The Towers of the Wyrms
Nine towers of stone.
Around each coils a wyrm.
No way in – no door, lock, key,
but a single row of windows at the top
where I think I glimpse the face of a madman.
They are old as the grey mountains.
I want to claim they were built
by the haulers of scree,
the wyrms summoned and bound
by the might of magicians or that they came
of their own free will raising the towers
from some secret land underground
that has never been seen. Share rumours
of a sibylline prophetess who consulted the wyrm’s heads
but whose words are not recorded in dusty books
in an arcane language eaten by bookworms.
But no explanation rings true or exists.
I feel like banging my head against
the stone demanding an answer
from the inexplicable unblinking eyes
and long stony tongues silent as the purple
In the Shadows of the Ogres
There is a village in the Shadows of the Ogres – Orius, Oron, Thoronius – whose march through the mountains clubs in hand wading through stone was put to an end to by some unknown magician countless years ago. Now the time is told by their shadows as they loom across the village as the sun moves from east to south to west then sinks back down again and at night they are shadowier still. There is a village fifty miles away in the shadows an ogress. I tend a small garden, growing rosemary and thyme where one by one the clubs fall but no damage is done to the tender leaves.
A Sword in a Stone
I travel as a breath over a land of dark rock until I see something silver glint, sweep down, and see, to my consternation, it is a sword. It’s a tall sword, nearly as tall as me. It’s impossible to know whether someone plunged it into the stone or the living stone claimed it. The pommel is embroidered with a a pair of intertwined serpents and on the blade are runes in the language of an unknown culture. Tied around the hilt there is a lock of hair – the hair of a dead man.
It’s like an adolescent boy’s dream and it makes me uneasy although I’ve never prayed for peace on a full moon. I know what you do with swords stuck in stones and what happens afterwards. I don’t want to be King or Queen and I don’t want to reduce it to a symbol of my own sovereignty. Whereas others would either try what is begging to be done or simply walk away I circle around it like a mill horse, try to philosophise it away, wonder if I can get away with just writing a poem about it.
“If you don’t pull it from the stone another will – you can’t just leave it lying about for another Arthur.”
I don’t know whose voice that is, most likely Temptation’s, that of a secret part of me that wants a sword.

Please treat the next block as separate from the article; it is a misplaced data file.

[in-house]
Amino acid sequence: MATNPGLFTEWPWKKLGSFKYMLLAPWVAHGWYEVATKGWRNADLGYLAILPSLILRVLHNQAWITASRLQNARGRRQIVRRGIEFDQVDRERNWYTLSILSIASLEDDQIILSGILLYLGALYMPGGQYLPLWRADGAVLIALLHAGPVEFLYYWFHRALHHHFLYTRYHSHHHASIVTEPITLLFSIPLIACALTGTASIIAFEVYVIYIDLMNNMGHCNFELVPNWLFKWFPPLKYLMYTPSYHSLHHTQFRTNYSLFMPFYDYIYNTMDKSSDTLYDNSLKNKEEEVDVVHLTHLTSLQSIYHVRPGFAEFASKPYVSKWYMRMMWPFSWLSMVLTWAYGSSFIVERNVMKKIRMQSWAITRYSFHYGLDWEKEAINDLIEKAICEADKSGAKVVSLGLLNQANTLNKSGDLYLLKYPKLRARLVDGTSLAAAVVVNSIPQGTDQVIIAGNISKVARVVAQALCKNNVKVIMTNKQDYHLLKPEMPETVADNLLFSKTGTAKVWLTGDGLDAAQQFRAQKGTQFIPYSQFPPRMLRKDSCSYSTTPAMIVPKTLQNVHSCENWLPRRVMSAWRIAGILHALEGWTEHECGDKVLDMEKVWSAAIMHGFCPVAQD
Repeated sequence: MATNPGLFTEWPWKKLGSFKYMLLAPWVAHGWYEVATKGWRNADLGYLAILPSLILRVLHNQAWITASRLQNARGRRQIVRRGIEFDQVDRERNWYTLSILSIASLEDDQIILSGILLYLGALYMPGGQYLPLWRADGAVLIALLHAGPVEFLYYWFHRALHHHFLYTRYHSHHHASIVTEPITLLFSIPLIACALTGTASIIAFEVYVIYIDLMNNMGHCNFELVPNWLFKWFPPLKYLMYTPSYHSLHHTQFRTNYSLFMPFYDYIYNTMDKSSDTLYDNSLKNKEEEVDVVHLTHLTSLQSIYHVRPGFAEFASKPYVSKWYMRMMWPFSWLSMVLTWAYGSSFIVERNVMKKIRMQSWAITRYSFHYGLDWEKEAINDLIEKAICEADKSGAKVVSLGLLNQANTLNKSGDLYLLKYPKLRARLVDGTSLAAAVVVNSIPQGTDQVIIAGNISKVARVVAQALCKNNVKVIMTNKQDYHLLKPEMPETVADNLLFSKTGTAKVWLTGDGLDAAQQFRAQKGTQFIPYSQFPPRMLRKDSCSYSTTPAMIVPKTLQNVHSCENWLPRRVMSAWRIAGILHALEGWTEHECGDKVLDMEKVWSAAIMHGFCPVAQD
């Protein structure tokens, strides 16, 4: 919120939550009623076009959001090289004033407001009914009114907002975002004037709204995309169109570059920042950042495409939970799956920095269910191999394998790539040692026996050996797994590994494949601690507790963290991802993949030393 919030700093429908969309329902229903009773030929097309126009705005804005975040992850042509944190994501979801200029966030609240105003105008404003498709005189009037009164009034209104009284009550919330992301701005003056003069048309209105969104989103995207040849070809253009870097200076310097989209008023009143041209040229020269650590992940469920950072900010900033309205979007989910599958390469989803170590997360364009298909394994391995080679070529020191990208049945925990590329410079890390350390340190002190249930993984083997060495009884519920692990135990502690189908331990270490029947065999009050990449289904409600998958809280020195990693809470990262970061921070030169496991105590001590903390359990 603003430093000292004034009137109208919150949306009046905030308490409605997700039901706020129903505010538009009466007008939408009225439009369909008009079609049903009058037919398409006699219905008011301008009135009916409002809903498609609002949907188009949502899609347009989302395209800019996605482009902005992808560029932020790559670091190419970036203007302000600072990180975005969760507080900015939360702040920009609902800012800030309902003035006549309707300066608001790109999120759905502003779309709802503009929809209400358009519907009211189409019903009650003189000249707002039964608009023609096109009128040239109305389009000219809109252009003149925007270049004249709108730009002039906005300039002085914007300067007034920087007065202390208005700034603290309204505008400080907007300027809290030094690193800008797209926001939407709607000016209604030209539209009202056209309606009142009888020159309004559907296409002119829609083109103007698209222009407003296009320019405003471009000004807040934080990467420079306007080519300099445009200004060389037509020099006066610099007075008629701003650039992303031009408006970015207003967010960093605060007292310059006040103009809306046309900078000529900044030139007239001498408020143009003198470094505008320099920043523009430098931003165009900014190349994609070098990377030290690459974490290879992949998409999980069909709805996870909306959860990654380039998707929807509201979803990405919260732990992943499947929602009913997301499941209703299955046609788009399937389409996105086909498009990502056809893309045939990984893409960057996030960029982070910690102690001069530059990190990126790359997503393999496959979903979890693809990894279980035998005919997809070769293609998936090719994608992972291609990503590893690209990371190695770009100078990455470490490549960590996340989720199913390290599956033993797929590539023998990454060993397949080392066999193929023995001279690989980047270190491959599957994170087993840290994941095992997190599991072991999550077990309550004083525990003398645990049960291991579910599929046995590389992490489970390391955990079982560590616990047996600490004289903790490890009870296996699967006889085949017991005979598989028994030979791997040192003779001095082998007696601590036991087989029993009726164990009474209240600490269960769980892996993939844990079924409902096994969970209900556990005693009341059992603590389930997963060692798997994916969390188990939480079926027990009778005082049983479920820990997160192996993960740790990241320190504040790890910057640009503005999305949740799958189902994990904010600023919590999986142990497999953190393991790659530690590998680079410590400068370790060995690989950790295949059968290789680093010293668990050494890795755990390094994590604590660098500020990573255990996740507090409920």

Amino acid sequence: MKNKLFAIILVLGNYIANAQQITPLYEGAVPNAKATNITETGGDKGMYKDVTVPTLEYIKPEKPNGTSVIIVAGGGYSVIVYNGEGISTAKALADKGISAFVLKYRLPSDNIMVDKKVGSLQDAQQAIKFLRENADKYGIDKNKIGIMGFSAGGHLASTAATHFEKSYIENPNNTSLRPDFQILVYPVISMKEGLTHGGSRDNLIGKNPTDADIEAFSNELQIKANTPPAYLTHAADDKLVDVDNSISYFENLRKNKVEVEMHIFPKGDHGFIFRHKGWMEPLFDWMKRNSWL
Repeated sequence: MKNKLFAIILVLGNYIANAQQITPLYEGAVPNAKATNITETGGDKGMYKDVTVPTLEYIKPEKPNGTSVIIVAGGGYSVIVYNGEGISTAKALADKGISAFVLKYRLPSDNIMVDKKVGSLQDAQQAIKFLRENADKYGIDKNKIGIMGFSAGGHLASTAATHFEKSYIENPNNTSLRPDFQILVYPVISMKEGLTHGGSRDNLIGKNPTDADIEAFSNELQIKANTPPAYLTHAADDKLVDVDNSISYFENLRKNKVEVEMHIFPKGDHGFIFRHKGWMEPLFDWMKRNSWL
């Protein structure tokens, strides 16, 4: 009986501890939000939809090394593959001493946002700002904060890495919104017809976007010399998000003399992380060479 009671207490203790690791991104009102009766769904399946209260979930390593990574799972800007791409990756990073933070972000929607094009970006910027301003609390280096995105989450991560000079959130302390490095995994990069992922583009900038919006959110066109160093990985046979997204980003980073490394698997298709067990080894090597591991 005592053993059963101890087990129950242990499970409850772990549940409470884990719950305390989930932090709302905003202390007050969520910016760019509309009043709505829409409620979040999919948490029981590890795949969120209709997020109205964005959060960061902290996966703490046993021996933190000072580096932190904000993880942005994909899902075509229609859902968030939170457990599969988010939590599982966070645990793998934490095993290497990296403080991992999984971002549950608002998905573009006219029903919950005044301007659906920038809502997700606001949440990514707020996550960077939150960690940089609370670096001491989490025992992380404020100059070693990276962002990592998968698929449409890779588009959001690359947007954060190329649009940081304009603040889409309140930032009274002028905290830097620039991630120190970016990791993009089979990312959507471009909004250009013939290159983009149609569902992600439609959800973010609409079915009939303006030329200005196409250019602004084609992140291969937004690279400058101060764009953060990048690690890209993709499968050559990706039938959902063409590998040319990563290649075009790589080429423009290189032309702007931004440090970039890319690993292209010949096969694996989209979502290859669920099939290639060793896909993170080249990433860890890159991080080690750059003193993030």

“Ok, whoever you are,” I know if I don’t do it now I’ll be back and utterly furious with myself if it’s gone. Like all the other chances I got that I failed to take, like all those missed opportunities.
A part of me is laughing at myself for assuming that I might be able to pull it out at all. What a relief that would be – another proof that I’m doomed to fail, might as well stop trying, return to the supermarket. Another part has already guessed it will slide out as easily as if from dark magma.
It’s astonishing light, easy to wield, as if I’d wielded it in another life. When I sit down cross legged with it across my knees and run my hands over the runes I realise each marks a life taken and I weep.
The Soul Watcher
A land of stone. A giant’s sword abandoned. A stony citadel lit by cobwebs of pulsing green light. Inside I find a work station with a gigantic swivel chair in the middle. There are billions and billions of monitors, only a quarter of them working, tracking graphs in countless glowing colours. Frequently one flickers out and occasionally another one flickers on. A machine that reminds me of a fruit machine has either broken or been smashed. The screen is shattered and it gapes black behind. At the work station there are databases with flashing figures and I see the names of various species: Acetobacter aurantius, Acinetobacter baumannii, Actinomyces israelii… Lycaena boldenarum, Lycaena epixanthe, Lycaena rauparaha… Vulpes velox, Vulpes vulpes, Vulpes chama, Homo sapiens… for one the figures are rising and most of the rest are rapidly going down. On a stone plinth is a book with a last scrawled note: ‘steep decline… can’t reboot the machine… the well.’ As I depart I notice the green light is fading and know soon the citadel, the sword, we will be gone.
You give me
no longer than
so very alive
like a heart
it is packed
I know it can
bring the dead
back to life
if only I can
let it go.
Image ‘Cote Sauvage at sunset’ by Pedro Lasta on Unsplash.